The United States continues to be the largest supplier of tree nuts to Europe. While EU investment and production of tree nuts continue to increase, production is still far from meeting domestic demand. In 2020, EU-27 tree nuts imports from the United States reached $2.8 billion USD. The COVID-19 health crisis and the logistical issues and delays experienced globally moderately decreased U.S. exports of tree nuts to the EU, but exports began recovering in the first half of 2021. The demand for tree nuts is expected to remain strong, as consumers continue to demand healthy snacks and the hospitality, HRI, and impulse purchase channels are steadily recovering.
The EU Market: A Key Trading Partner for US Tree Nuts
In 2020, the European Union (EU)-27 imported $7.2 billion in tree nuts from the world. The United States, with $2.8 billion, is the largest EU-27 tree nuts supplier, accounting for 39 percent of total imports. Turkey is the second largest supplier with 22 percent of imports, followed by Vietnam, Chile, and Iran.
U.S. almonds (both in-shell and shelled) totaled $1.5 billion , followed by pistachios with $699 million and walnuts with almost $393 million. Within the EU, the most significant importers of U.S. tree nuts (in order of importance) are Germany, Spain, and The Netherlands.
These numbers prove the importance of the United States as an agricultural trading partner to the EU.
The Food Processing and the Snack Industry Remain the Most Significant Buyers
The growing popularity of healthier snacking and eating habits among European consumers continues to encourage consumption of nuts, both tree nuts and ground nuts. Tree nuts are covered in the media and food blogs for their health benefits. Many consumers perceive them as beneficial and increasingly include them in their diets. The desire for general health and wellbeing, the increasing interest in plant-based diets (vegan and vegetarian) – along with the publication of scientific studies highlighting the benefits of nut consumption – continue fueling demand for these products.
In addition, the European food processing and snack industries are the largest users of tree nuts, both as an ingredient (for traditional sweets and pastries) and for re-processing and re-export to third countries. Almonds are mainly used as an ingredient for the manufacturing of marzipan, nougat, turron (a Spanish traditional Christmas confection), and many other pastries and sweets. European food manufacturers also use walnuts and pistachio nuts as an ingredient for manufacturing ice cream and confectionary products.
The snacking industry is channeling its efforts to offer consumers new products and new ways to consume nuts. Thus, due to the mature nature of the European market, EU manufacturers are focusing their strategies on launching new value-added innovative products rather than focusing on volume sales. They continue to emphasize the health benefits of tree nuts, both through advertising campaigns and in packaging.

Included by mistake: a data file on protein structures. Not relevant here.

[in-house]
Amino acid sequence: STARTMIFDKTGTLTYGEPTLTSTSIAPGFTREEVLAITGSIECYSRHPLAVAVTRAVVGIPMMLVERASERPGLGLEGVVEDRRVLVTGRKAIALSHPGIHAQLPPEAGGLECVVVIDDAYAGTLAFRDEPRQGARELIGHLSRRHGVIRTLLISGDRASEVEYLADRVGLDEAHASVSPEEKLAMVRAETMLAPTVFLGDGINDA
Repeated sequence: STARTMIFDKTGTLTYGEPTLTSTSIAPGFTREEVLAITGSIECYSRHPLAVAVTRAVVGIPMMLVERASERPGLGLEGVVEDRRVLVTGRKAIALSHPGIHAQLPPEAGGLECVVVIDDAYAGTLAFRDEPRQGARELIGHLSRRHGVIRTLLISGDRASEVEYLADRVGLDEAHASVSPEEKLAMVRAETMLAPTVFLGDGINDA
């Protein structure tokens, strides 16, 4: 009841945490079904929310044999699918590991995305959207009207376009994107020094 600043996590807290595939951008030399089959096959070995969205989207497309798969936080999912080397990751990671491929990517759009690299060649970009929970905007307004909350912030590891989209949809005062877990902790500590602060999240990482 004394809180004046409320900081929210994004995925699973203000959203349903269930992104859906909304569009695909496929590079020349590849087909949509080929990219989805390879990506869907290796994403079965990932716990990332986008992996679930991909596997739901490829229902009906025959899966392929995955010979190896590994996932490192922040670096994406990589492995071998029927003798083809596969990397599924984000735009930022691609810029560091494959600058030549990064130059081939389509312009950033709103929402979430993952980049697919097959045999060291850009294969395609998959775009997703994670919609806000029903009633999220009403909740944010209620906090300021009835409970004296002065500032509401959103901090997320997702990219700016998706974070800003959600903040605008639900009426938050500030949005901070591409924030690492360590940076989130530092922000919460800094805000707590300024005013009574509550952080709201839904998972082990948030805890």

During the COVID-19 restrictions in 2020, retail was the big winner, particularly in the first half of 2020, with the closure of the HRI channel in most countries. With nuts becoming an increasingly important part of European consumers’ diet, the challenge for retailers will be to find the right balance between price, quality and formats that best suit consumer demand. In addition, consumers are paying more attention to sustainability and responsible consumption. Eco-friendly production, packaging, and distribution is becoming more popular amongst European consumers, especially in northern countries.
Expanding Business in the EU Market
The COVID-19 impact on trade shows has been significant since trade shows came to a halt with the pandemic. With the gradual removal of restrictions, the trade show industry is slowly but surely reopening. Trade shows are an excellent opportunity to get to know the market and to meet potential importers. New-to-market exporters interested in getting a better understanding of EU food regulations and market opportunities are encouraged to reference the Food and Agricultural Import Regulations and Standards (FAIRS) reports and Exporter Guides produced by various EU FAS Offices.
U.S. Cooperators Active in the EU Market
Trade associations like the Almond Board of California, American Pistachio Growers and the California Walnut Commission continue to develop strategies for the EU market. These trade associations, in cooperation with FAS offices, work actively to further develop the market for U.S. tree nuts. Read the full report from the USDA Foreign Agricultural Service, including specifics on almonds, walnuts and pistachios HERE.